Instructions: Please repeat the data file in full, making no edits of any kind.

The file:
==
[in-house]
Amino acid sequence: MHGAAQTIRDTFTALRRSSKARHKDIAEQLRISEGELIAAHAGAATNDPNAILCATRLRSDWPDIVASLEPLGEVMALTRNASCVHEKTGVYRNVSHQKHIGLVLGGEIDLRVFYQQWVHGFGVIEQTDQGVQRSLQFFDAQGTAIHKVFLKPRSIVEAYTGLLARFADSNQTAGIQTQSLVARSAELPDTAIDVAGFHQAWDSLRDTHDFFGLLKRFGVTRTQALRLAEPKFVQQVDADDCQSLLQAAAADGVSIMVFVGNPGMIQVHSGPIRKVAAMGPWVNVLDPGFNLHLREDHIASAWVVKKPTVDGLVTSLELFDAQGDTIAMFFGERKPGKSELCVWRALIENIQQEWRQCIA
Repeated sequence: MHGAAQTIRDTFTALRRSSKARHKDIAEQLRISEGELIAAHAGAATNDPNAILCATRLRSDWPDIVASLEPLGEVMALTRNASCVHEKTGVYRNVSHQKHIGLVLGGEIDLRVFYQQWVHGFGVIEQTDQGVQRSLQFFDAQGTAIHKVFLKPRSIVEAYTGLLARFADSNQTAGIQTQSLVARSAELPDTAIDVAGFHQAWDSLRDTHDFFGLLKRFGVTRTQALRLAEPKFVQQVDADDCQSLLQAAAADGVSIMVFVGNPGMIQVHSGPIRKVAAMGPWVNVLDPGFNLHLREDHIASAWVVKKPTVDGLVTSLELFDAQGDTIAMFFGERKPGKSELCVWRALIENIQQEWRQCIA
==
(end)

[in-house]
Amino acid sequence: MHGAAQTIRDTFTALRRSSKARHKDIAEQLRISEGELIAAHAGAATNDPNAILCATRLRSDWPDIVASLEPLGEVMALTRNASCVHEKTGVYRNVSHQKHIGLVLGGEIDLRVFYQQWVHGFGVIEQTDQGVQRSLQFFDAQGTAIHKVFLKPRSIVEAYTGLLARFADSNQTAGIQTQSLVARSAELPDTAIDVAGFHQAWDSLRDTHDFFGLLKRFGVTRTQALRLAEPKFVQQVDADDCQSLLQAAAADGVSIMVFVGNPGMIQVHSGPIRKVAAMGPWVNVLDPGFNLHLREDHIASAWVVKKPTVDGLVTSLELFDAQGDTIAMFFGERKPGKSELCVWRALIENIQQEWRQCIA
Repeated sequence: MHGAAQTIRDTFTALRRSSKARHKDIAEQLRISEGELIAAHAGAATNDPNAILCATRLRSDWPDIVASLEPLGEVMALTRNASCVHEKTGVYRNVSHQKHIGLVLGGEIDLRVFYQQWVHGFGVIEQTDQGVQRSLQFFDAQGTAIHKVFLKPRSIVEAYTGLLARFADSNQTAGIQTQSLVARSAELPDTAIDVAGFHQAWDSLRDTHDFFGLLKRFGVTRTQALRLAEPKFVQQVDADDCQSLLQAAAADGVSIMVFVGNPGMIQVHSGPIRKVAAMGPWVNVLDPGFNLHLREDHIASAWVVKKPTVDGLVTSLELFDAQGDTIAMFFGERKPGKSELCVWRALIENIQQEWRQCIA